Over the past two decades, enormous progress has been made in securing nuclear weapons and fissile materials, Will Tobey writes. Complacency, however, would be a grave, perhaps fatal error.

 

Getty Images

Spring/Summer 2014

"Squaring the Nonproliferation Circle"

Journal Article, Journal of International Security Affairs

By William H. Tobey, Senior Fellow, Belfer Center for Science and International Affairs

Senior Fellow William H. Tobey evaluates the effectiveness of President Obama's policies to stem the threats of nuclear proliferation and terrorism.

 

 

NNSA

August 12, 2014

"The Russian Tie We Can't Cut"

Op-Ed, New York Times

By William H. Tobey, Senior Fellow, Belfer Center for Science and International Affairs, Matthew Bunn, Professor of Practice; Co-Principal Investigator, Project on Managing the Atom and Nickolas Roth, Research Associate, Project on Managing the Atom

In this op-ed for the International New York Times, Wiiliam H. Tobey, Matthew Bunn, and Nickolas Roth make the case for continuing nuclear security cooperation with Russia and continuing to fund international nucelar security efforts.

 

 

July 30, 2014

Cutting Too Deep: The Obama Administration’s Proposals for Nuclear Security Spending Reductions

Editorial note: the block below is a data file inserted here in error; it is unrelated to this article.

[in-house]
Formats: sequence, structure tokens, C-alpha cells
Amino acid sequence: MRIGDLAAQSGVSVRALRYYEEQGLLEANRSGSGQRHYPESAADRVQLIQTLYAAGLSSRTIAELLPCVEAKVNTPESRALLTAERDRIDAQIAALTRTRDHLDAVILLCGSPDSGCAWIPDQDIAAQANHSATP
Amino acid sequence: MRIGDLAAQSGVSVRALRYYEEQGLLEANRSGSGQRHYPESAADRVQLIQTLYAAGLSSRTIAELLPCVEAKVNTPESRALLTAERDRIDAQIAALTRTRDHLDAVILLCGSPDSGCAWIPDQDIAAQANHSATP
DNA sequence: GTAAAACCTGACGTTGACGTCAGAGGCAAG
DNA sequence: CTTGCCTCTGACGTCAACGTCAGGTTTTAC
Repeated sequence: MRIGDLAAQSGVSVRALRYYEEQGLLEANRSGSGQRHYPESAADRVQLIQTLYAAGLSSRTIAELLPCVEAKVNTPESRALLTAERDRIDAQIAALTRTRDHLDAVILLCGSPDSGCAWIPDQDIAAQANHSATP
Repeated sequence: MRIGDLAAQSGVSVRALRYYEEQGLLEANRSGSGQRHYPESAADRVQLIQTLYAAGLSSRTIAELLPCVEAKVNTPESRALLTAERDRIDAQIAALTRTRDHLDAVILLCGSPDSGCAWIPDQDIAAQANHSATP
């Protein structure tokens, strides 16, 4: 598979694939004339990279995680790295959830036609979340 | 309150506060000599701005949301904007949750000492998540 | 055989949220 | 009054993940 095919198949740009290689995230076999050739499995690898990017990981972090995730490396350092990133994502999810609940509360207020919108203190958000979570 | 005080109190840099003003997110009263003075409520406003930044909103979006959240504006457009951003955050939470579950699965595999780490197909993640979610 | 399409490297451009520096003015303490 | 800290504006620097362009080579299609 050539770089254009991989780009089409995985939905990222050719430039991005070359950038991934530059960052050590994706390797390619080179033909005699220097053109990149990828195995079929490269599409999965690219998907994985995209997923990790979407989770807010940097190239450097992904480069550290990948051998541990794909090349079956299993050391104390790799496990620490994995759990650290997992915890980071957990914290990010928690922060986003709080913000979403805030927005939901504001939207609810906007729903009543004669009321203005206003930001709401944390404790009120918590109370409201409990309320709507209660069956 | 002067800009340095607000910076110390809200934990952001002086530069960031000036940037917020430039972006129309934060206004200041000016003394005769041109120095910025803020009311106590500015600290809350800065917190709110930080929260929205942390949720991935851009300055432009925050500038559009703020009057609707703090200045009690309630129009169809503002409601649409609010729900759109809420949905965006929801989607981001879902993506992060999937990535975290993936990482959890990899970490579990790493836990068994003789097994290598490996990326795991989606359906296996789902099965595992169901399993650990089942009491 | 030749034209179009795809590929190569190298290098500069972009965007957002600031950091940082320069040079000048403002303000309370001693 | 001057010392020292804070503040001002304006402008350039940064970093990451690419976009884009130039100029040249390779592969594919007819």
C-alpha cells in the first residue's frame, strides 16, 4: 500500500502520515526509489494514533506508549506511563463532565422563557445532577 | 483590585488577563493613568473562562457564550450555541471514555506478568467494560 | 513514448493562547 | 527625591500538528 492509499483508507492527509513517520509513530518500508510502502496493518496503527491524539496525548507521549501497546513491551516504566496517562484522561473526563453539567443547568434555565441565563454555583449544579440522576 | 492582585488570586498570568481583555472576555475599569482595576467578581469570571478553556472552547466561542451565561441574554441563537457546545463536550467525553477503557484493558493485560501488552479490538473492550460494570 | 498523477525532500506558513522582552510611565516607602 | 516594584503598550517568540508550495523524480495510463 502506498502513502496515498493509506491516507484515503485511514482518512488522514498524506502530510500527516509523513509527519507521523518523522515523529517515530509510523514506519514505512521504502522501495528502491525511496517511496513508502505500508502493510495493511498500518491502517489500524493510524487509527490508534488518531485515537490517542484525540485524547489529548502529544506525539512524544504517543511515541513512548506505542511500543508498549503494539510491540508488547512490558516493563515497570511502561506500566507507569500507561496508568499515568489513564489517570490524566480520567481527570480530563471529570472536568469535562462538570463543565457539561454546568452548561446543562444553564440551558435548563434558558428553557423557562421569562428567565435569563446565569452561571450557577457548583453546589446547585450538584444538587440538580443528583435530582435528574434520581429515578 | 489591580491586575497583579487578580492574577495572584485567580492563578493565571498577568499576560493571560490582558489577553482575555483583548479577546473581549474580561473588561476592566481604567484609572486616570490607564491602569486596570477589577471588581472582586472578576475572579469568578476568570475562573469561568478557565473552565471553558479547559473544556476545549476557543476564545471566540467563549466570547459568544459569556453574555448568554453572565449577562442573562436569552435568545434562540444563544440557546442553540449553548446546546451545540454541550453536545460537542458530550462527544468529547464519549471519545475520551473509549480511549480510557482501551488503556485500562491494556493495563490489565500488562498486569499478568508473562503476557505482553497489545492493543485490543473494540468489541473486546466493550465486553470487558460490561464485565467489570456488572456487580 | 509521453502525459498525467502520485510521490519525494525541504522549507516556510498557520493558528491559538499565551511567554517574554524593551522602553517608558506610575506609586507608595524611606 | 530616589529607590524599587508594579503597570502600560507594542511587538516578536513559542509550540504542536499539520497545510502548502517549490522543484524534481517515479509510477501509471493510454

Report

By Matthew Bunn, Professor of Practice; Co-Principal Investigator, Project on Managing the Atom, Nickolas Roth, Research Associate, Project on Managing the Atom and William H. Tobey, Senior Fellow, Belfer Center for Science and International Affairs

The Obama administration has proposed steep cuts in funding for improving security for dangerous nuclear materials. If approved, they would slow progress toward preventing the essential ingredients of nuclear bombs from falling into terrorist hands. Cutting too Deep reviews funding trends over the past four years and describes how the proposed cuts would delay nuclear and radiological material removal, research reactor conversion, and other work.

 

 

March 18, 2014

Advancing Nuclear Security: Evaluating Progress and Setting New Goals

Report

By Matthew Bunn, Professor of Practice; Co-Principal Investigator, Project on Managing the Atom, Martin B. Malin, Executive Director, Project on Managing the Atom, Nickolas Roth, Research Associate, Project on Managing the Atom and William H. Tobey, Senior Fellow, Belfer Center for Science and International Affairs